The Contemporary Theories of International Institutions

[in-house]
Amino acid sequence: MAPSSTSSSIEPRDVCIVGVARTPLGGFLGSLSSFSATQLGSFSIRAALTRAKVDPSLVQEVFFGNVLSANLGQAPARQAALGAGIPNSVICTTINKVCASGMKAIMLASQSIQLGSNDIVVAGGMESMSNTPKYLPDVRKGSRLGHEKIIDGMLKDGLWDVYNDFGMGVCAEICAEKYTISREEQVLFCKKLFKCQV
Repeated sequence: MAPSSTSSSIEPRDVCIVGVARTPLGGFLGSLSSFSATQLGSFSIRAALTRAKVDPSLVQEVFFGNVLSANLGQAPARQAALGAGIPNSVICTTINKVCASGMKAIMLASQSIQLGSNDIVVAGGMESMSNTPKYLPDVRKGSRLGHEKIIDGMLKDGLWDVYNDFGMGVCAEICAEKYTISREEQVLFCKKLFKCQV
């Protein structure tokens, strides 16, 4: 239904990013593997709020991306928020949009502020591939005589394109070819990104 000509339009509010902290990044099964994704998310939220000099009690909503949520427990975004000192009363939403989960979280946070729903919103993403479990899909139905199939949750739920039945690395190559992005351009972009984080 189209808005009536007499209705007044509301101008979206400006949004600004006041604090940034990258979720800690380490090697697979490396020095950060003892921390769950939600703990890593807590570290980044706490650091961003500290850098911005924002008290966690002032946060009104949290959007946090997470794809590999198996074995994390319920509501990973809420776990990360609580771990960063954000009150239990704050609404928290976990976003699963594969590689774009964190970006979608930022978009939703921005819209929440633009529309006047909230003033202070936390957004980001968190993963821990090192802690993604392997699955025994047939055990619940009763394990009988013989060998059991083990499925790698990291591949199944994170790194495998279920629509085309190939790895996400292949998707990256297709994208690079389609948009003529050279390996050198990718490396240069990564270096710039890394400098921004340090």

AbstractThis article summarizes the main contemporary theoretical approaches to international institutions as well as significant theories of institutions, which build upon those approaches. In line with the existing overviews, I focus on realism, neoliberalism and constructivism. All three approaches differ in regard to both the origin and impact of institutions. Whereas, the basic realist perspective regards state interests and power to be the main source of the institution's origin; the basic perspective of neoliberalism emphasizes the structure of state interests and collective action problems, which result from it. Many constructivists presume that so called general institutions determine the origin of specific institutions. According to realists, the impact of institutions is dependent on state interests and power; institutions only regulate state behaviour in a limited way. The neoliberal conception of institutions infers that: institutions significantly regulate state behaviour since they help states resolve collective action problems. According to constructivists: institutions even constitute state identities and interests.
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